6. Froggie

    Froggie Karting

    Sep 27, 2017
    143
    Belgium
    Thank you Art for these detailed pics and reporting.
    The surface irregularities may be from casting (certainly) but also from sub-surface corrosion and "leaking" because of the mag sensitivity to oxygen and water if the wheel is not perfectly leak tight protected by the chromate treatment and painting.
    The spills of LHM on the mag seem not to have helped...

    The final result looks very nice.
    Could you please summarise what was the protective treatment or chemical preparation before paint (was alodine or other chromate used underneath at some stage)?
     
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  7. 71Satisfaction

    71Satisfaction Formula Junior

    Jul 15, 2012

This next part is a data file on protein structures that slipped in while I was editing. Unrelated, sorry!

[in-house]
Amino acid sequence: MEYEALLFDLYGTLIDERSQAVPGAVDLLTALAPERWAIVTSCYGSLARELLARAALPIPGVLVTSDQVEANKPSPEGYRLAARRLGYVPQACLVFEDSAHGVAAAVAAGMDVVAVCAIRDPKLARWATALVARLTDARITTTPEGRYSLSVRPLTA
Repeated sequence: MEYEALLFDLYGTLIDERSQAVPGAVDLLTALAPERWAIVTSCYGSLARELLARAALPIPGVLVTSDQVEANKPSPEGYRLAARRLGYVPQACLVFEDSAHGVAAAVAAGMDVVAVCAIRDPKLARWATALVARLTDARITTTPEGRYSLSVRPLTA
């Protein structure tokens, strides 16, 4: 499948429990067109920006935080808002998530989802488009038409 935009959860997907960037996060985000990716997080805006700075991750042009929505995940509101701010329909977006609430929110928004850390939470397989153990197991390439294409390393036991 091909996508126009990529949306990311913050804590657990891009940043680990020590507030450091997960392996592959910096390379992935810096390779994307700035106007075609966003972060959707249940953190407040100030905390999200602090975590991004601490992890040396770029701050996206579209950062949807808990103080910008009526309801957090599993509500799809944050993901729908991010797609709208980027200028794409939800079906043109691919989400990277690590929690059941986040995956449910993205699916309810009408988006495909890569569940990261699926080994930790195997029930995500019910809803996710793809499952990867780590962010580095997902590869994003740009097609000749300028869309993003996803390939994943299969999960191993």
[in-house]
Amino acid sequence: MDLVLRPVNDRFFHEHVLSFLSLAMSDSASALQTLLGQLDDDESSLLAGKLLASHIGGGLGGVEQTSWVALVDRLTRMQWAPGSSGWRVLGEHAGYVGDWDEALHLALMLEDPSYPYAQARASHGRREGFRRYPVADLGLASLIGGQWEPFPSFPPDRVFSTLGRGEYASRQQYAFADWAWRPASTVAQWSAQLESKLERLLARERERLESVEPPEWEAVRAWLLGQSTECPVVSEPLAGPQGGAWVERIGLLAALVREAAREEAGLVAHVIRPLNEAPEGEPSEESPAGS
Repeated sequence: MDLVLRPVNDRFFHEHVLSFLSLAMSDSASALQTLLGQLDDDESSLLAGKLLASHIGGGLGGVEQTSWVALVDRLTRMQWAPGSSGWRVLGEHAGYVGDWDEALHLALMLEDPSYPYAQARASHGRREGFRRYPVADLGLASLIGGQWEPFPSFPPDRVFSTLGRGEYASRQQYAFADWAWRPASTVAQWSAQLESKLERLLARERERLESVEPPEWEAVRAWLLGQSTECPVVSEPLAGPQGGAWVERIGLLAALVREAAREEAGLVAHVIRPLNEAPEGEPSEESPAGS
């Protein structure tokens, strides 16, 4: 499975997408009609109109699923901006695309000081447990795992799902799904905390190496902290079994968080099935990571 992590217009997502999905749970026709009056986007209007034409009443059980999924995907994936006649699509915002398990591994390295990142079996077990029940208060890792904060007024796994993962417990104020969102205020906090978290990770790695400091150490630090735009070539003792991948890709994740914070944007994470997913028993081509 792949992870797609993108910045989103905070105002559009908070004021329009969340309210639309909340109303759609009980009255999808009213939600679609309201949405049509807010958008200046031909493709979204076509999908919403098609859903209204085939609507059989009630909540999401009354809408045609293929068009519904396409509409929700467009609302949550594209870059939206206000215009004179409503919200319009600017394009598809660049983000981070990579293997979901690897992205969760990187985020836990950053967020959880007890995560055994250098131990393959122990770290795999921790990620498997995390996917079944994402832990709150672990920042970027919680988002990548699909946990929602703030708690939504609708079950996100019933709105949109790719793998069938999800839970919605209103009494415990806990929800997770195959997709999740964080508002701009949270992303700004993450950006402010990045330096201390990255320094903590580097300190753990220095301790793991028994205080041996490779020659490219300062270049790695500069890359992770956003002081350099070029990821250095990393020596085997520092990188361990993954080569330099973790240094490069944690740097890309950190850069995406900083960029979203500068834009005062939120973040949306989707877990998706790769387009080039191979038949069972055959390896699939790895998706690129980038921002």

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    Good morning, Froggie -
    I finally got around to follow up here. I'm sorry do not have a specific answer for you:

    When I talked with the shop (Elite Wheels of Albany. New York http://www.eliteofalbany.com/home.html ) about preparation of my rims, they described they use a primer formulated to fill the pores of the magnesium of such size that would promote paint adhesion, but not fill the pores that are of a size beneficial to the performance of the metal. I asked if the primer was a particular formula or process like Alodine or Chromate-based. The man was friendly, but still responded vaguely that the primer was a liquid, applied by hand, made from their own formulation, chosen for the Campagnolo's magnesium alloy. He repeated each type of alloy gets a selected formula and is treated by hand, and they test the results before releasing the rim to have tires mounted, balanced and returned to the customer. That's about as far as he could explain it to me.